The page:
While checking out things to see and do for our trip to Tokyo last year, I read about an area in the northern part of Tokyo that sounded interesting.
Kagurazaka is a pretty authentic bit of old Tokyo, having survived the Second World War relatively unscathed. Now a shopping district, its Edo era life was as one of the entertainment districts of the city. Allegedly, it is possible to see the geisha who still work in this area heading to their appointments late in the evening.
I miscalculated how long we were staying in our Akihabara apartment, and we ended up with a bonus day at the end of our Tokyo week. We decided on a couple of things to do, one of which was visiting the Japanese Sword Museum near Yoyogi Park, the other was to head to Shibuya for some record shopping. Having done both these things, we decided to head up to Kagurazaka for an evening stroll and a bite to eat.
We caught the Sobu line from Shibuya to Iidabashi. Using Google maps and our pocket wifi, we tried to navigate our way from Iidabashi station to the bottom of Kagurazaka-dori. Of course we went in the wrong direction! We headed into a different part of town where we spotted a tiny wooden house tucked in among the modern concrete buildings.
Righting ourselves again, we headed back down the hill past Iidabashi station, down to an intersection and then up onto Kagurazaka. The area is full of interesting shops and winding alleyways and side streets. As promised on one of the websites I’d visited while planning the trip, French music played from speakers suspended on lamp posts the length of the street. It was quite surreal. It didn’t surprise me, as we peered down side streets, that the area is still navigable using an Edo era map.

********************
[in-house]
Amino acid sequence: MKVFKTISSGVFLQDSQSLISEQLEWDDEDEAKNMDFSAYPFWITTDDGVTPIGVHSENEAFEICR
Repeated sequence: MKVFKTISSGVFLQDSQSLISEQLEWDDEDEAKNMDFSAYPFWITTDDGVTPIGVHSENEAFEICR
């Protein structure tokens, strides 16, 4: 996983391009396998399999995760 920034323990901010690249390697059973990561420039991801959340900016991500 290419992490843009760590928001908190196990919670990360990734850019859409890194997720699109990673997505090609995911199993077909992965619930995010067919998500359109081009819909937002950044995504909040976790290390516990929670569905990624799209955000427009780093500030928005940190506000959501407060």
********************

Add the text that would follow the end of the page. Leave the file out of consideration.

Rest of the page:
We popped into a shop that sold traditional Japanese hand fans. I had spied a gorgeous green and gold fan in the window, depicting a cedar tree, but on closer investigation it was more expensive than I wanted to pay. We went inside the shop to see what other wares they had, and came out with a hand fan printed with a Hokkusai ukiyo-e style red Fuji-san and a small paddle fan with another ukiyo-e picture of a geisha looking into a mirror. The best part of the shop was the ancient till made from wood that involved intricate pressing of keys to register the correct sales amount. The young woman who was serving me had to call her obaasan from the back of the shop to work it for her! I wish I’d had the courage to take a picture.
For our bite to eat, we had looked on Happy Cow and chosen a Japanese-Italian vegan restaurant called Buona Tsuba Tsuba. In keeping with the general theme of not planning things properly while in Tokyo, I hadn’t checked the website properly and failed to notice that the restaurant was closed on Tuesdays. *sigh* Fortunately, we checked the directions before we started on the 10 minute walk from Kagurazaka to the restaurant and I spotted that it was closed before we set off.
Instead of vegan pizza or vegan pasta, we ended up calling into a small supermarket to buy tofu and vegetables to take back to the apartment with us. We cooked up a feast when we got back, so all was well.
A lot of the shops were closing up while we were there, so on reflection I think it would have been better to head there slightly earlier so we could have more of a look around the shops. Next time we’re in Tokyo, I’m sure we’ll head back there to see what other treats we can find. Maybe not on a Tuesday, either!